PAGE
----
The case that ENVY expects to file with the NRC is a SAFSTOR case with a total cost of $1,242 million over the period 2014 to 2076.

In this case, the specific cost components are License Termination $817 million, Spent Fuel Management $368 million and Site Restoration $57 million.

In this case, the spending for preparations (to get into dormancy) is $419 million over the period 2014 to 2020.

Consistent with the Settlement Agreement with Vermont, ENVY will also provide estimates of prompt decommissioning which range from $1.3 to $1.6 billion. (There is less waste to dispose of in the SAFSTOR scenario because the radioactivity decays over time.)
......
HOW MUCH IS IN THE CURRENT DECOMMISSIONING FUND

As of September 30, 2014, market value of the Vermont Yankee Nuclear Power Station’s Nuclear Decommissioning Trust accounts was $642.6 million. That represents a doubling of the fund value since Entergy purchased the plant in 2002.

It is recognized that there will be fluctuations in the fund value over time, but we watch it closely to ensure the fund remains sufficient to meet federal regulations.

Looking forward

I note that over $400 million will be spent between now and 2020.  I am happy to see that....it looks like a softer landing for more of the current employees. However, by its nature, I believe much of the work will have to be contracted out. At any rate, expect the shouting to begin. Though Entergy never said so, Governor Shumlin said that complete decommissioning could begin (or maybe he said WOULD begin) as early as 2020.  I suspect he will do some name-calling in the near future.  I hope not, but it IS an election year....

Entergy Earnings

Entergy also announced an impairment charge against earnings in this PR Newswire press release this morning.  A quote from that press release:

 With VY nearing shutdown, and as a result of the new cost estimate for decommissioning, Entergy increased the decommissioning cost liability and recorded a corresponding impairment charge of approximately $0.37 per share, which will be reflected as a special item in third quarter 2014 results.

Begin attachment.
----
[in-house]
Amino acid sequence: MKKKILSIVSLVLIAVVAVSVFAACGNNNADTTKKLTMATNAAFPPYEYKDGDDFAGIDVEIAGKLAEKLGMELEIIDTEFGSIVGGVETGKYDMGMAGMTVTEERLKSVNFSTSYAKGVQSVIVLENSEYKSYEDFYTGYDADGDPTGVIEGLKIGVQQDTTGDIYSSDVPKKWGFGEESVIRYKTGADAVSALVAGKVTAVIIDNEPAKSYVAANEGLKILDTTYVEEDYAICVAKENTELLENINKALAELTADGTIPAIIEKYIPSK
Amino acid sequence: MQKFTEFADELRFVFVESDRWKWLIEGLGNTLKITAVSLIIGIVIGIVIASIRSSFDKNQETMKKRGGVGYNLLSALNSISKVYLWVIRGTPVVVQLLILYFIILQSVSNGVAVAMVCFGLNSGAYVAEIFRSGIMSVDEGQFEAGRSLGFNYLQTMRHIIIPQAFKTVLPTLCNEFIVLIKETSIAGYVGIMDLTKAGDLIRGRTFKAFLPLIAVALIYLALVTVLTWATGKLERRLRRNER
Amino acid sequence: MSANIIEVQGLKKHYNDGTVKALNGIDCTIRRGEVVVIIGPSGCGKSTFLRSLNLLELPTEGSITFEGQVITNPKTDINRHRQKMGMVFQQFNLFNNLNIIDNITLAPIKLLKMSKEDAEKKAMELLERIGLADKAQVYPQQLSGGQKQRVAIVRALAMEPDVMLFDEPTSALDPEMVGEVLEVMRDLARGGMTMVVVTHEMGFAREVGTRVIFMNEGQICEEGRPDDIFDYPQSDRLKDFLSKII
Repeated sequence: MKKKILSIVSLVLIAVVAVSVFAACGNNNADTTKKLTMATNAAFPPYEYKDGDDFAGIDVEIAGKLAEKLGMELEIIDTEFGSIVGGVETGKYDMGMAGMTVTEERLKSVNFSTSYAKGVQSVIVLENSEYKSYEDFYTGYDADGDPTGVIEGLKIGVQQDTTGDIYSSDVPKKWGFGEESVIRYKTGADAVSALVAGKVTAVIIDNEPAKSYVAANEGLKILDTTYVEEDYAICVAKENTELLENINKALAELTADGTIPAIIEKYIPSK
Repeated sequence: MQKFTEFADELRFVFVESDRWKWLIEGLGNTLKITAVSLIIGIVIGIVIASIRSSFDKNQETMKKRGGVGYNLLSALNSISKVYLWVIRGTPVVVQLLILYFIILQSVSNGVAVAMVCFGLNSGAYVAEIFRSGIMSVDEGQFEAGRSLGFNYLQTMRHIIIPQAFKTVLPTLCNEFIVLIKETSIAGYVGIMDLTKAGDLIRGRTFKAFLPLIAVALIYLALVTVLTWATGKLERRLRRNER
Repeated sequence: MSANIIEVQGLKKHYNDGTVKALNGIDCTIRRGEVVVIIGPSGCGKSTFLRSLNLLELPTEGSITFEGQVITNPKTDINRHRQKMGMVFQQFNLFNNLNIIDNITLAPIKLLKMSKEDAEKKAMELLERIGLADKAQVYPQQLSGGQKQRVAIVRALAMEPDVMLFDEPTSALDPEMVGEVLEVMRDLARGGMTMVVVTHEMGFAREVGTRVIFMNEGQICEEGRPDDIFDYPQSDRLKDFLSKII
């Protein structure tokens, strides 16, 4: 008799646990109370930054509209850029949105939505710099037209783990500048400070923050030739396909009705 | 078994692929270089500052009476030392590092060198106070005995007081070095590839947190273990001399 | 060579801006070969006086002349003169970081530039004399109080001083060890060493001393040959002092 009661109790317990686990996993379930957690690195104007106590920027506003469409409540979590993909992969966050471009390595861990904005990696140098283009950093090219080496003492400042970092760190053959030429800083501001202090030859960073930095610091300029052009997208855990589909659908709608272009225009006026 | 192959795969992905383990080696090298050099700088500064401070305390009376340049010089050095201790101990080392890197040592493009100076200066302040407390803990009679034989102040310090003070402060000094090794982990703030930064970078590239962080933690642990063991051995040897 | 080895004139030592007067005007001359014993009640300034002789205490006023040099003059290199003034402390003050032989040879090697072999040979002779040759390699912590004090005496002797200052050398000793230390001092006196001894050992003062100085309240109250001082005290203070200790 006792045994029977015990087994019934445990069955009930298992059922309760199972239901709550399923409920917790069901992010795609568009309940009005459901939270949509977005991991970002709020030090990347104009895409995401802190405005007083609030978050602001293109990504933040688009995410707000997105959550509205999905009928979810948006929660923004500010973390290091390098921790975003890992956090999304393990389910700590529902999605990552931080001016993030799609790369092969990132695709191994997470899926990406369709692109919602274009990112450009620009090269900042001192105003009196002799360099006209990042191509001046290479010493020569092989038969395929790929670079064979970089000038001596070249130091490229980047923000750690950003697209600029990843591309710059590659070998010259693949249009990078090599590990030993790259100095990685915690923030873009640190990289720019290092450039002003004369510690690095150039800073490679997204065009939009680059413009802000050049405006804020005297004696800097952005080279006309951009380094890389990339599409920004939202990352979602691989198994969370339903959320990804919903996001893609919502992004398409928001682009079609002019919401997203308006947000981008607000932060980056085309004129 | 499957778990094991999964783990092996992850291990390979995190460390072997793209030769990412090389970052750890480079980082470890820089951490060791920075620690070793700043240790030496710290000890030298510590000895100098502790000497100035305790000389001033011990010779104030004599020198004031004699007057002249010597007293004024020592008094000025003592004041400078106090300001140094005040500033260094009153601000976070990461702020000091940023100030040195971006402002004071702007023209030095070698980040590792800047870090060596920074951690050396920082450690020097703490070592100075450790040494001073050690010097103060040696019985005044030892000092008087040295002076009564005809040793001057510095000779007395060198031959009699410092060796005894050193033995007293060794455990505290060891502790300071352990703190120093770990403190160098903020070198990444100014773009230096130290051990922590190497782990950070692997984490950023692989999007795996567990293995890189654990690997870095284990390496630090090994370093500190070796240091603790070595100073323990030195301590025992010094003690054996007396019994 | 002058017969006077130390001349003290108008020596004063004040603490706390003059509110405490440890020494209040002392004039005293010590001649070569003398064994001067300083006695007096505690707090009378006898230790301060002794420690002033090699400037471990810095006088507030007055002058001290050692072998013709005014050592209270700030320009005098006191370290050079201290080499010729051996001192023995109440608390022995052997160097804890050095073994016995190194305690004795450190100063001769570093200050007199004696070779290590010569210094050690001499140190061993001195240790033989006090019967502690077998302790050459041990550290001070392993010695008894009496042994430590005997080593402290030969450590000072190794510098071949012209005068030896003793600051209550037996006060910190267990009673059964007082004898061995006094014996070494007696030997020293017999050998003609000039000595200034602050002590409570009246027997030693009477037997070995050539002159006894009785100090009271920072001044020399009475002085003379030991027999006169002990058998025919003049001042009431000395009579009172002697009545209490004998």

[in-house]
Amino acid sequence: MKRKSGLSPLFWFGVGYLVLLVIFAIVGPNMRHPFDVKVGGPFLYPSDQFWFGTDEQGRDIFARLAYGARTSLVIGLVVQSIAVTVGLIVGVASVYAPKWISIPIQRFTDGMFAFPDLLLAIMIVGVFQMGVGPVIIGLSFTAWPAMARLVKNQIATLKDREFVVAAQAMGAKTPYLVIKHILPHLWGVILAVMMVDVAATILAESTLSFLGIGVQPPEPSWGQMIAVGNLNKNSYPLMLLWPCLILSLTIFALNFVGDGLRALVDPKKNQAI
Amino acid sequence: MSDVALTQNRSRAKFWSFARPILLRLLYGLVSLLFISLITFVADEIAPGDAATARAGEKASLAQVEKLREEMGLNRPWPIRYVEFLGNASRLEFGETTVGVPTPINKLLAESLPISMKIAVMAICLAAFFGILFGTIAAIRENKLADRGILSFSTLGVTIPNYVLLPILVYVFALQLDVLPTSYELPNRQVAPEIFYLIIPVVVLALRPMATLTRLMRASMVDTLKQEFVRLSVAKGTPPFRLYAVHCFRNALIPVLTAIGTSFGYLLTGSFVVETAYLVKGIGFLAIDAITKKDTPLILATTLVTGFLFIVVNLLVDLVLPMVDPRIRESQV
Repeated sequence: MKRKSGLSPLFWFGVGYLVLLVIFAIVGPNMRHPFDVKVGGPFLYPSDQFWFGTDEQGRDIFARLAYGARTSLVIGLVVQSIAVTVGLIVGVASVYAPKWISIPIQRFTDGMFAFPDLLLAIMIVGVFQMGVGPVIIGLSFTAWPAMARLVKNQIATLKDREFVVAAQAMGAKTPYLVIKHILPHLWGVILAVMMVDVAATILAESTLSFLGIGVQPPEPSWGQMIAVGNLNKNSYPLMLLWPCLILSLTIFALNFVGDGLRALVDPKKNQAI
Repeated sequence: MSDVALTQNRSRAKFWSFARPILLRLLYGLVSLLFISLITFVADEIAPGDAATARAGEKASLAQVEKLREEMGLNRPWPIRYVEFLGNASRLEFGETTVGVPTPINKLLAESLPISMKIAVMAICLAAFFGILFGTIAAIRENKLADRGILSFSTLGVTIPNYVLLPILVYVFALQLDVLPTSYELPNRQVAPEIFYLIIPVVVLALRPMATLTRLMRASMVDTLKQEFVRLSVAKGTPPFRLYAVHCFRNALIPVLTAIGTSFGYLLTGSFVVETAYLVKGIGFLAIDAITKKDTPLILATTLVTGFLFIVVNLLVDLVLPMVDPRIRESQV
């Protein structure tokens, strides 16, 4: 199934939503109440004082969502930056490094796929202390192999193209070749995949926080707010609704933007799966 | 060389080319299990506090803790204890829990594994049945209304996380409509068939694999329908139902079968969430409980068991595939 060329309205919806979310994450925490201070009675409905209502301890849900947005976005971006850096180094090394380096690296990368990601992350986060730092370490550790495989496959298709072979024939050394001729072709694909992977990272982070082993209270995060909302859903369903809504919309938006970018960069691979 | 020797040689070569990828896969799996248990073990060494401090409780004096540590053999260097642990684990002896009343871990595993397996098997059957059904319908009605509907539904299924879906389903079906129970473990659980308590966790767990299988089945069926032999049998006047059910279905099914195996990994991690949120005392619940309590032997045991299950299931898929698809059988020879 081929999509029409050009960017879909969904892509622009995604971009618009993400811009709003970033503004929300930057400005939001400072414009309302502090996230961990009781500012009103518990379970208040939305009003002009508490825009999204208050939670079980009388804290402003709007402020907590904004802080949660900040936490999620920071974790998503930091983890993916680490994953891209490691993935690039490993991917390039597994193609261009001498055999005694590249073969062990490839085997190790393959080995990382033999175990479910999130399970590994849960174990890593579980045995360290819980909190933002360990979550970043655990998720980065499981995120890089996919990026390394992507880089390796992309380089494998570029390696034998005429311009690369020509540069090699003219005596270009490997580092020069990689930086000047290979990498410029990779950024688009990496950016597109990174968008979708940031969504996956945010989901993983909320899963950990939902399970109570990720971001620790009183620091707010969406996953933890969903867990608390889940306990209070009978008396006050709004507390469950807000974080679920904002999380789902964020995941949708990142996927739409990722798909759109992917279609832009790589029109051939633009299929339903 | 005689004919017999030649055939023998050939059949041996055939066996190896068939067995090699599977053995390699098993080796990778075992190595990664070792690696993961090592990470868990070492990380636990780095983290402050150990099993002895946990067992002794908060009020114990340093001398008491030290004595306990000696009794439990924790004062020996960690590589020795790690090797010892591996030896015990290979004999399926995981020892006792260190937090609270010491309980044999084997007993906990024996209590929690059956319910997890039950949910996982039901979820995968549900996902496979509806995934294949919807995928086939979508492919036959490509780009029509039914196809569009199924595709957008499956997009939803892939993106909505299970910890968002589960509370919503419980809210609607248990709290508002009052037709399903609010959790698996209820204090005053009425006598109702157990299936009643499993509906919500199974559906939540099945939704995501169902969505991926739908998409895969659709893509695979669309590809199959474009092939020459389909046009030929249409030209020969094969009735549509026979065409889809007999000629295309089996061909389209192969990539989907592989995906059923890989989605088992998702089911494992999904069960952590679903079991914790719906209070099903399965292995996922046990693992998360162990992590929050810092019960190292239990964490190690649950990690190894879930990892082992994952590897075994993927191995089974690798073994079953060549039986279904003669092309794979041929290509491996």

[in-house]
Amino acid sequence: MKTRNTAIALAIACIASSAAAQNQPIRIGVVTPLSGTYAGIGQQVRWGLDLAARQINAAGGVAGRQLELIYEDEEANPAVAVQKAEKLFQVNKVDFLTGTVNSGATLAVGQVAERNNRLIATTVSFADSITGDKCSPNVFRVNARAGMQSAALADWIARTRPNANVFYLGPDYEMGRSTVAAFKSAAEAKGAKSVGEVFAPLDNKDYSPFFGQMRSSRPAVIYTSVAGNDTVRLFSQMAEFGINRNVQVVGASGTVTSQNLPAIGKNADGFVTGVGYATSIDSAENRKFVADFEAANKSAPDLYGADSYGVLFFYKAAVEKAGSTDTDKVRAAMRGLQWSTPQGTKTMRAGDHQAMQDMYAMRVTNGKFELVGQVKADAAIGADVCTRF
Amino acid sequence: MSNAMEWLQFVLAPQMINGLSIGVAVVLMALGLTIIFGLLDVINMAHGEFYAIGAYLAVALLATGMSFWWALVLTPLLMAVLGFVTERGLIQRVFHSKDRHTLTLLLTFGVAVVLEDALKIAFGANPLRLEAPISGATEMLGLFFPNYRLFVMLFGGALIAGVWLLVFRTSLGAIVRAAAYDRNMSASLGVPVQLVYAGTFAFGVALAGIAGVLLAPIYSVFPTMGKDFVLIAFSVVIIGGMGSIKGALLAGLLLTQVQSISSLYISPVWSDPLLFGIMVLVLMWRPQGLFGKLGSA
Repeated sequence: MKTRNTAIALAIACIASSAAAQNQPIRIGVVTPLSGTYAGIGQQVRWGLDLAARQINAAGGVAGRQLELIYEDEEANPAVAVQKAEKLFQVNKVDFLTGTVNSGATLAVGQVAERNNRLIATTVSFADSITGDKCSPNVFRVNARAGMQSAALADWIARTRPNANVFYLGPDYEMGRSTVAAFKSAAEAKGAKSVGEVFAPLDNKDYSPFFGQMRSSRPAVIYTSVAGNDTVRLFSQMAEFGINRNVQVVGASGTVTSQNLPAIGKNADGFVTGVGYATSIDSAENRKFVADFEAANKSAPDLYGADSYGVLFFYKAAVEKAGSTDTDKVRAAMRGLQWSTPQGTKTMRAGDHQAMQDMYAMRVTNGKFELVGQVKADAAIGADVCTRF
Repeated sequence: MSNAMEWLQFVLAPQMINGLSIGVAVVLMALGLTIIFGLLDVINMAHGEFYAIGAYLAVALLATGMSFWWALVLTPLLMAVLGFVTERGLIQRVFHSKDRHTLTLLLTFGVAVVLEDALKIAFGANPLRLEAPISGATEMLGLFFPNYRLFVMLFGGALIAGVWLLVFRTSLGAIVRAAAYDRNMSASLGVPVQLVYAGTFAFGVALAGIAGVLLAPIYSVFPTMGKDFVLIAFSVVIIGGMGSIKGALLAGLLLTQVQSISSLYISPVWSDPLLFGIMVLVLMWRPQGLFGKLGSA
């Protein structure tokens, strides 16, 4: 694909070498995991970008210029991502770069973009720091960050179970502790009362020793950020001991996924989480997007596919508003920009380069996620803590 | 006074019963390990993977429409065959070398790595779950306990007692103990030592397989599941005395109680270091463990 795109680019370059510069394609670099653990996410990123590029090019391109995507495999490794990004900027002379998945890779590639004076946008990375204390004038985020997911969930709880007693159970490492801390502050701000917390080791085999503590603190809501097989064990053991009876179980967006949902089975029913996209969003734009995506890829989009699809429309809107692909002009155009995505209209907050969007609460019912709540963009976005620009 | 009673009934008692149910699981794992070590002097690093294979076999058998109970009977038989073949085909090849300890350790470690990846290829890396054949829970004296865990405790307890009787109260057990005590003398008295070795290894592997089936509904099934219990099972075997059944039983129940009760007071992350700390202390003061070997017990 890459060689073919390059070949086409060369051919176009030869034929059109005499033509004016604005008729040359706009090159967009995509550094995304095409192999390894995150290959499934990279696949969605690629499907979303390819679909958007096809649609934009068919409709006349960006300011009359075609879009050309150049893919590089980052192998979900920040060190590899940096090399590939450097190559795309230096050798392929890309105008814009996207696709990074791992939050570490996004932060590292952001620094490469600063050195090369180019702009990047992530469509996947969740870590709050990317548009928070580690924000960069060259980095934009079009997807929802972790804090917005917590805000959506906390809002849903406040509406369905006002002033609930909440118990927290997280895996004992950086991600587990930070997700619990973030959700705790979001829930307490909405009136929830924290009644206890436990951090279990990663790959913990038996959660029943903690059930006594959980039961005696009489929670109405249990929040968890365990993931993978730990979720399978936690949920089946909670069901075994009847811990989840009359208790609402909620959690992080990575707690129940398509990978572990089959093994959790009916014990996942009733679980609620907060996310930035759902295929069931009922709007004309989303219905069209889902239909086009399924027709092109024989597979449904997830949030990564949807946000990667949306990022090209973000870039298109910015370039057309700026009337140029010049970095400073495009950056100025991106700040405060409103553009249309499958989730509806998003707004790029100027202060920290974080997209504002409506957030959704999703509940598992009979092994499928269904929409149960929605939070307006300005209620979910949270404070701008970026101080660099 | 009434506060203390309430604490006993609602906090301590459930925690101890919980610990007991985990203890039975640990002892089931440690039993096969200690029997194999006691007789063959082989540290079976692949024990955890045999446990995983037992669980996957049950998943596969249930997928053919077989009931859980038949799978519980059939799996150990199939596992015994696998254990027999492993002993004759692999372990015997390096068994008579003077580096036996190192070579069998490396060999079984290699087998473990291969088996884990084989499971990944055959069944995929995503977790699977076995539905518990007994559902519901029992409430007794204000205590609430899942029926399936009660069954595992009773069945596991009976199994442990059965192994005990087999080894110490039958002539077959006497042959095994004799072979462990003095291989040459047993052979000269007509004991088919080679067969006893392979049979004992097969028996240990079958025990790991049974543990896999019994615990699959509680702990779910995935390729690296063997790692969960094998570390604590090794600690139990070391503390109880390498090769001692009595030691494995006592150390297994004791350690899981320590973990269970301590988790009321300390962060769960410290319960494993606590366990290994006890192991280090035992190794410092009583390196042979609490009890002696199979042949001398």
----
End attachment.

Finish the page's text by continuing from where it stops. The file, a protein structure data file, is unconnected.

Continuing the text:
Tuesday, October 14, 2014

A Civilized Meeting About Vermont Yankee: Guest Post by Guy Page

Almost six years ago I attended my first Vermont Yankee-related public meeting at Brattleboro Union High School. What a circus!

As an anti-nuclear Yankee protester wandered around the room loudly offering anyone and everyone popcorn from a grease-stained paper bag, a local legislator and the then-commissioner of the Vermont Department of Public Service physically wrestled over control of the microphone. Scattered among the audience, Vermont Yankee employees watched warily and quietly.

Not every meeting since then was quite as lively, but almost all were contentious and adversarial.  Both sides were convinced that Vermont would be better off if they won and the other side lost.

The cold war began to thaw after the August, 2013 announcement of the pending plant closure. With the big question – would Vermont Yankee stay open or close? – settled, many former antagonists realized co-operation would benefit everyone. Just four months later, Entergy and the State of Vermont announced the Master Settlement Agreement (MSA). This provides a clear regulatory road for a smooth plant shutdown, decommissioning, site restoration, resolution of expensive legal squabbles, and a generous $10 million economic development package from Entergy for Windham County and the state.

But like most public benefits, the MSA has conditions. For example, Vermont Yankee needs approval from the Vermont Public Service Board to build another concrete storage pad for spent fuel dry casks. In a more general sense, the spirit of the MSA assumes all sides will problem-solve in good faith and avoid harmful “my way or the highway” posturing. Such intransigence by either party could impede progress and even put the MSA and all of its benefits at risk.